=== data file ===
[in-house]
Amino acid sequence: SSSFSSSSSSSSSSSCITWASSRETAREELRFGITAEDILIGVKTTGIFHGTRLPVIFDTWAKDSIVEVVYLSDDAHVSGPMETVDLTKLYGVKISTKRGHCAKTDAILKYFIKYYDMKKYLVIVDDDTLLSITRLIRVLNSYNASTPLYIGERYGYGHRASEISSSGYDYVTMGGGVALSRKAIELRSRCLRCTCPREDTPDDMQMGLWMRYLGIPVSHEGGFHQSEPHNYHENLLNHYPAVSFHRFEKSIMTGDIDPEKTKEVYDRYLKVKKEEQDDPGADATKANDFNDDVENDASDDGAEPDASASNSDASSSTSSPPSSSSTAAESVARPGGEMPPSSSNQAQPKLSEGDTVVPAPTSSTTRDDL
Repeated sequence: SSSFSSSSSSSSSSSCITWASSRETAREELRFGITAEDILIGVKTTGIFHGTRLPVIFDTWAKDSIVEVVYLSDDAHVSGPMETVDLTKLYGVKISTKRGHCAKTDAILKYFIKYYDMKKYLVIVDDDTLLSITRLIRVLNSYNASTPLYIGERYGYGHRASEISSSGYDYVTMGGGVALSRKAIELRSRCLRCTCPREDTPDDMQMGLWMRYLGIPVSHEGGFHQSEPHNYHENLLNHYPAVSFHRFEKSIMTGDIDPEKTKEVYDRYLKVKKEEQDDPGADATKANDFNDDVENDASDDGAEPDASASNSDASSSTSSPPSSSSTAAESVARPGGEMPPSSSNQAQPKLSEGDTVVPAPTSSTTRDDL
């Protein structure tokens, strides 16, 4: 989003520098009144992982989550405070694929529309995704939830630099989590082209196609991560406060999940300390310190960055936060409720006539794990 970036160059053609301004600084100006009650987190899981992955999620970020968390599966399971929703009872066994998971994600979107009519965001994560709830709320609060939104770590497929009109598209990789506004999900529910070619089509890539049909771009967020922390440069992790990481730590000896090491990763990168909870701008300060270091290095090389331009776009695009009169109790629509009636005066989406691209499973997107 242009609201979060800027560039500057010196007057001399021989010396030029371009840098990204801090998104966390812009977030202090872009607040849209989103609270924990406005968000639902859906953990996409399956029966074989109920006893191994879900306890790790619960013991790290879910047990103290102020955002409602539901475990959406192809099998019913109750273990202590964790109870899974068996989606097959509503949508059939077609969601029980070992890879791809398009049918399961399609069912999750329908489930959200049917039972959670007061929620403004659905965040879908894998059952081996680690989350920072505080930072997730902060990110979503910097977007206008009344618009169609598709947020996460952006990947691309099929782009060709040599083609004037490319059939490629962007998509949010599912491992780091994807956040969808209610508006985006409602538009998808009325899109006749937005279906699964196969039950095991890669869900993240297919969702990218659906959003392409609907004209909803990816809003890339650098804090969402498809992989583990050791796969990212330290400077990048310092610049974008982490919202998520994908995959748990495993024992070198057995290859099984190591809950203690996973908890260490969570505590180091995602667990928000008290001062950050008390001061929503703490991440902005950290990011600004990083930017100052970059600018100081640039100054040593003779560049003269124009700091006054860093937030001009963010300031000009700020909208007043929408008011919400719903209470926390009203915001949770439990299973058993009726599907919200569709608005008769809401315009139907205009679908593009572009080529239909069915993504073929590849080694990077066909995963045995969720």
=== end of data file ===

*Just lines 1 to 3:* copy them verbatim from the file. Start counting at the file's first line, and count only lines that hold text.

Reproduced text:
[in-house]
Amino acid sequence: SSSFSSSSSSSSSSSCITWASSRETAREELRFGITAEDILIGVKTTGIFHGTRLPVIFDTWAKDSIVEVVYLSDDAHVSGPMETVDLTKLYGVKISTKRGHCAKTDAILKYFIKYYDMKKYLVIVDDDTLLSITRLIRVLNSYNASTPLYIGERYGYGHRASEISSSGYDYVTMGGGVALSRKAIELRSRCLRCTCPREDTPDDMQMGLWMRYLGIPVSHEGGFHQSEPHNYHENLLNHYPAVSFHRFEKSIMTGDIDPEKTKEVYDRYLKVKKEEQDDPGADATKANDFNDDVENDASDDGAEPDASASNSDASSSTSSPPSSSSTAAESVARPGGEMPPSSSNQAQPKLSEGDTVVPAPTSSTTRDDL
Repeated sequence: SSSFSSSSSSSSSSSCITWASSRETAREELRFGITAEDILIGVKTTGIFHGTRLPVIFDTWAKDSIVEVVYLSDDAHVSGPMETVDLTKLYGVKISTKRGHCAKTDAILKYFIKYYDMKKYLVIVDDDTLLSITRLIRVLNSYNASTPLYIGERYGYGHRASEISSSGYDYVTMGGGVALSRKAIELRSRCLRCTCPREDTPDDMQMGLWMRYLGIPVSHEGGFHQSEPHNYHENLLNHYPAVSFHRFEKSIMTGDIDPEKTKEVYDRYLKVKKEEQDDPGADATKANDFNDDVENDASDDGAEPDASASNSDASSSTSSPPSSSSTAAESVARPGGEMPPSSSNQAQPKLSEGDTVVPAPTSSTTRDDL